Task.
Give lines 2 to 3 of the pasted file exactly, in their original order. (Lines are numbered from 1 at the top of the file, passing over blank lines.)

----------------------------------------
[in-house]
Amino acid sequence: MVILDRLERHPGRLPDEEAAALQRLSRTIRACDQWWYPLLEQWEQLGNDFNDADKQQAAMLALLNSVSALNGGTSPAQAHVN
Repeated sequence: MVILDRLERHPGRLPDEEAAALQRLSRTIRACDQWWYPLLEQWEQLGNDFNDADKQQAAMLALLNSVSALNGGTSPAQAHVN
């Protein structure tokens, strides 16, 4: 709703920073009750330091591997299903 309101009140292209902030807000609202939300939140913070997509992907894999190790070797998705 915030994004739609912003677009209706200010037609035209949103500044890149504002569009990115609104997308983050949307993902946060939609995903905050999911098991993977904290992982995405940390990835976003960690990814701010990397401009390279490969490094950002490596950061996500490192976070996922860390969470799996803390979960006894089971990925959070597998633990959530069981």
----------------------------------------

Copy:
Amino acid sequence: MVILDRLERHPGRLPDEEAAALQRLSRTIRACDQWWYPLLEQWEQLGNDFNDADKQQAAMLALLNSVSALNGGTSPAQAHVN
Repeated sequence: MVILDRLERHPGRLPDEEAAALQRLSRTIRACDQWWYPLLEQWEQLGNDFNDADKQQAAMLALLNSVSALNGGTSPAQAHVN